3.2. Using the Moodle platform

This section shows the results of the second objective of the paper. The average mark of the Moodle tests performed during the last two academic years is shown in Figure 5. In two academic years the Moodle tests involved an average of 67% of the students passing the multiple-choice test and 93% in the true-false test. The average mark obtained in this latter case was significantly better than in the multiple-choice test, at around a point-and-a-half higher at more than seven. The preparation of the tests, both the questions and answers, was random and entailed all levels of difficulty so that the result could not be attributed to a repetition of the exercise.


Figure 5. Averaged tests results

Figure 6 shows the degree of difficulty perceived by students and lecturers over the past two academic years, divided into true-false questions and multiple-choice tests. In general terms, it could be argued that students find the questions more complex than lecturers believe they should. However, differences may not be considered to be of significant importance except in the case of multiple-choice questions. In such a test, rather than finding a group of questions to be of low difficulty, the students perceived them to be moderately difficult: this meant that it was at this level where the differences of opinion were the greatest. The difficulty perceived by students in the three-option questions led to poorer performance (though students did still achieve a pass grade).


Figure 6. Difficulty level of the questions

Figure 7 shows that in the opinion of the students the questions were well set in all of the types of questions. Given that it also reveals that only around 10% stated that the questions were not well set, around 90% considered that they were written with an average or even better style. In this last group more than 50% on average, for both academic years, found the questions to be well or very well set. In this case, as the average results of the two academic years were reasonably positive, it could be concluded that the results were not influenced by incorrect question formulation.


Figure 7. Style and comprehension of the tests

3.3. Results obtained from pass grades

Involvement in the new teaching techniques and continuous assessment in the subject is optional: students can pass through final examination assessment by sitting only the exams, without any complementary activities. Regarding the number of pass grades, it may be said that there has been a relevant amount of students involved in continuous assessment during the last three academic years. Figure 8 shows the percentage of students that passed the Construction and Building Materials subject out of the students enrolled, considering the two modules and distinguishing the students who pass through continuous assessment or an end-of-module examination. This figure has been used to verify the influence of the use of new methodologies and assessment methods carried out in continuous assessment of those achieving pass grades. It should also be noted that most of the students who passed had undergone continuous assessment. The figure is 90% when considering only the students who pass.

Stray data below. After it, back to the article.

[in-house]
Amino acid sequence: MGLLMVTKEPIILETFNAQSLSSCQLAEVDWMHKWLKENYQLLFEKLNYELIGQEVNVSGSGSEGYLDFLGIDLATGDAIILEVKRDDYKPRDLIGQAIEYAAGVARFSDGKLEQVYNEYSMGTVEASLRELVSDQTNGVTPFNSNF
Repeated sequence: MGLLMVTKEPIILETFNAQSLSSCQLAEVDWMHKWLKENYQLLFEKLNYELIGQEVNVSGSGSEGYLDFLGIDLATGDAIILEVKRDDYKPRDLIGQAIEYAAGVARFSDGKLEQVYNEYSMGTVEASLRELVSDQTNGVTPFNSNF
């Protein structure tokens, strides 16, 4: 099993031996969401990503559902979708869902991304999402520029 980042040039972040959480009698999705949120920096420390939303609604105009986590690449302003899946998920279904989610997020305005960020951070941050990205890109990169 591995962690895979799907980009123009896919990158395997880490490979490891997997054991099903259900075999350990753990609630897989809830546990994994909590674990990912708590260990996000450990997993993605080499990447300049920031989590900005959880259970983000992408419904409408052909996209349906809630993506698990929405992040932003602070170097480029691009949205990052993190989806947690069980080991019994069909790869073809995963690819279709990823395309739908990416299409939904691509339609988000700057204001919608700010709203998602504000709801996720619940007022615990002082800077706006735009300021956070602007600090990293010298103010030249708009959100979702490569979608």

Figure 8. Percentage of students that pass the subject each academic year of a three-year series

3.4. Opinion survey on the teaching-learning techniques used

Along with the test questions related to the subject matter studied and difficulty, the Moodle platform has been used to set questions concerning student interest in the activities performed. The reason for asking such questions has been to gather effective feedback that would be of use in planning future academic years.

Figure 9 shows the opinion of the students about the use of Moodle as a teaching and assessment tool. According to the opinions gathered from the question Would you like the use of Moodle in the module to be nil, less intensive, equal, significantly more intensive or more intensive?, the students found that the Moodle platform had added to their learning experience in the Construction and Building Materials module. This was reflected in that over 55% of the students, as an average value of the two academic years, believed that the use of Moodle should be more or significantly more , while fewer than 3% on average wanted it to be less.